APA 6th Edition Neuffer, J. (1998). Hebrejski kalendar u vrijeme Starog zavjeta. Biblijski pogledi, 6 (1-2), 45-70. Preuzeto s https://hrcak.srce.hr/99637
MLA 8th Edition Neuffer, Julia. "Hebrejski kalendar u vrijeme Starog zavjeta." Biblijski pogledi, vol. 6, br. 1-2, 1998, str. 45-70. https://hrcak.srce.hr/99637. Citirano 19.07.2019.
Chicago 17th Edition Neuffer, Julia. "Hebrejski kalendar u vrijeme Starog zavjeta." Biblijski pogledi 6, br. 1-2 (1998): 45-70. https://hrcak.srce.hr/99637
Harvard Neuffer, J. (1998). 'Hebrejski kalendar u vrijeme Starog zavjeta', Biblijski pogledi, 6(1-2), str. 45-70. Preuzeto s: https://hrcak.srce.hr/99637 (Datum pristupa: 19.07.2019.)
Vancouver Neuffer J. Hebrejski kalendar u vrijeme Starog zavjeta. Biblijski pogledi [Internet]. 1998 [pristupljeno 19.07.2019.];6(1-2):45-70. Dostupno na: https://hrcak.srce.hr/99637
IEEE J. Neuffer, "Hebrejski kalendar u vrijeme Starog zavjeta", Biblijski pogledi, vol.6, br. 1-2, str. 45-70, 1998. [Online]. Dostupno na: https://hrcak.srce.hr/99637. [Citirano: 19.07.2019.]
Sažetak Those who have Jewish neighbors know that they celebrate their New Year’s Day, which they call Rosh Hashana, in the autumn. If we ask a rabbi the date of Rosh Hashana, he will explain that it is the first of the Jewish month Tishri, but that it falls on different dates in our September or October in successive years, since it comes approximately at the new moon. The reason for this is that the Jews have a lunar calendar, now modified in form but originally reckoned by the moon. In ancient times the appearance of the new crescent after sunset, following several moonless nights, marked the beginning of the first day of each new month. The rabbi may explain further that the New Year season lasts through Yom Kippur (the Day of Atonement), on the 10th of the month, the most solemn day of the whole year, when Jews attend special synagogue services.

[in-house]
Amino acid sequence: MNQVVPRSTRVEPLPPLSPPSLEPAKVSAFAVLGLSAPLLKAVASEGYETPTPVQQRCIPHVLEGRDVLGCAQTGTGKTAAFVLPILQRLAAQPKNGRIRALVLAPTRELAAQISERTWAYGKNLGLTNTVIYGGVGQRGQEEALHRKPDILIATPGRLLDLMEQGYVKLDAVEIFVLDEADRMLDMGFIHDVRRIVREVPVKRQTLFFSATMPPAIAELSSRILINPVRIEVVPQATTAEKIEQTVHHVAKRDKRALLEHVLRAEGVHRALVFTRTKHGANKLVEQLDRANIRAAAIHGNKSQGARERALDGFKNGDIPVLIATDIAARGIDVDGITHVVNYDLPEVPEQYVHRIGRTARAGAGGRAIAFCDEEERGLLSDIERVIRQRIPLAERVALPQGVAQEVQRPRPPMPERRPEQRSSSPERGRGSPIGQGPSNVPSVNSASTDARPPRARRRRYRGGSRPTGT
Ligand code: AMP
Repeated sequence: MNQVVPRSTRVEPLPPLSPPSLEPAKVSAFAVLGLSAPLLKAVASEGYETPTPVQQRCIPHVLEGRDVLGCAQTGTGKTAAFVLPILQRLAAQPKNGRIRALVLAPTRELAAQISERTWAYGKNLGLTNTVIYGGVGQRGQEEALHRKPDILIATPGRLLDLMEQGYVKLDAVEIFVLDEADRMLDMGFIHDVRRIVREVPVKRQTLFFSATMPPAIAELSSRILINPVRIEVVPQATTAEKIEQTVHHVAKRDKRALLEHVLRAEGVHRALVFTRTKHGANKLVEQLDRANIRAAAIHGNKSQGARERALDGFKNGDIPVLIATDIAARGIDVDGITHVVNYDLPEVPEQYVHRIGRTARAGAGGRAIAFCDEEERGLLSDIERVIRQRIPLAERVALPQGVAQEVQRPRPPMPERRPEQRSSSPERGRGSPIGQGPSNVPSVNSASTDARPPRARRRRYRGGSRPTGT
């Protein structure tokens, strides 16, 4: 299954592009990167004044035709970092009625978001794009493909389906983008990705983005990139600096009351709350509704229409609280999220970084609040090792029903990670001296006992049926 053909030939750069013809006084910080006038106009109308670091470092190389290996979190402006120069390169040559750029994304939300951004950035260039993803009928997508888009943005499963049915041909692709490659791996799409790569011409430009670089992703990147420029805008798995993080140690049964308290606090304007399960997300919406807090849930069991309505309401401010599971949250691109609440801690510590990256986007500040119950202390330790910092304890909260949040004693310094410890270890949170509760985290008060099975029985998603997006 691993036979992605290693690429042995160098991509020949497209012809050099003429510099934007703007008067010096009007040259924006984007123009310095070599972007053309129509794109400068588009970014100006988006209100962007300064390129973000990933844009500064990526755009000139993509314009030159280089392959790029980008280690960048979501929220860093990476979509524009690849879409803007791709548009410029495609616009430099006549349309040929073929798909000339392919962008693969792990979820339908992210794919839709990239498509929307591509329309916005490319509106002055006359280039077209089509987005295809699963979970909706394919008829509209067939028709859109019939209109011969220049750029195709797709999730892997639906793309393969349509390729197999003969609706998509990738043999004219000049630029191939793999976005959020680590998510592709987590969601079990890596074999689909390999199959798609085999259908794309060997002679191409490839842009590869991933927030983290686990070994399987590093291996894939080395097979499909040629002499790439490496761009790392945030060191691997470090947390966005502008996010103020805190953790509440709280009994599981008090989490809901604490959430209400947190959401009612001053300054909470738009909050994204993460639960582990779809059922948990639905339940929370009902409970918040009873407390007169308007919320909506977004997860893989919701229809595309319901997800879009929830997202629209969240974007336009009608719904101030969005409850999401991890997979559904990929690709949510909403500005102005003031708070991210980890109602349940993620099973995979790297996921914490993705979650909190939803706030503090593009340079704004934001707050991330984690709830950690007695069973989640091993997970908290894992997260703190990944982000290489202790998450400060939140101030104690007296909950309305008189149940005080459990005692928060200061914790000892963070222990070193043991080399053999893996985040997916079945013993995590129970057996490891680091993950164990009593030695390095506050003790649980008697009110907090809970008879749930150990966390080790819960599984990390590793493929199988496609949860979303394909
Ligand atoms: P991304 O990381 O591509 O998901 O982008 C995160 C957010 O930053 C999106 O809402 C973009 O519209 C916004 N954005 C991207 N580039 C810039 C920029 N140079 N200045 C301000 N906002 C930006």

If we consult the Bible on these points, we find that New Year’s Day (called the Blowing of Trumpets) and the Day of Atonement are the 1st and 10th of the 7 th month (Lev. 23:24-32), not of the 1st month; and that the Passover, which always comes in the spring, is in the 1st month (Lev. 23:5). We find the answer to this puzzling situation, and to other problems, by a study of the origin and nature of the Jewish calendar as set forth in the Bible and other ancient records.